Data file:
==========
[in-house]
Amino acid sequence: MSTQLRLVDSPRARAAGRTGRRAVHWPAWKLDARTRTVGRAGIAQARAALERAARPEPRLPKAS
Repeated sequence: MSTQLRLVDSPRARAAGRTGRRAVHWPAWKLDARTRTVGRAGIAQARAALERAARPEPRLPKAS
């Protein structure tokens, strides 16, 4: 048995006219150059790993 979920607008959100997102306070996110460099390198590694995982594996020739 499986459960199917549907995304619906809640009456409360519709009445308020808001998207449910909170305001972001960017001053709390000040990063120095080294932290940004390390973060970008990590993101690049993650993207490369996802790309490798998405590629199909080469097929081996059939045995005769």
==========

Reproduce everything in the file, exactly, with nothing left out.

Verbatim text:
[in-house]
Amino acid sequence: MSTQLRLVDSPRARAAGRTGRRAVHWPAWKLDARTRTVGRAGIAQARAALERAARPEPRLPKAS
Repeated sequence: MSTQLRLVDSPRARAAGRTGRRAVHWPAWKLDARTRTVGRAGIAQARAALERAARPEPRLPKAS
């Protein structure tokens, strides 16, 4: 048995006219150059790993 979920607008959100997102306070996110460099390198590694995982594996020739 499986459960199917549907995304619906809640009456409360519709009445308020808001998207449910909170305001972001960017001053709390000040990063120095080294932290940004390390973060970008990590993101690049993650993207490369996802790309490798998405590629199909080469097929081996059939045995005769």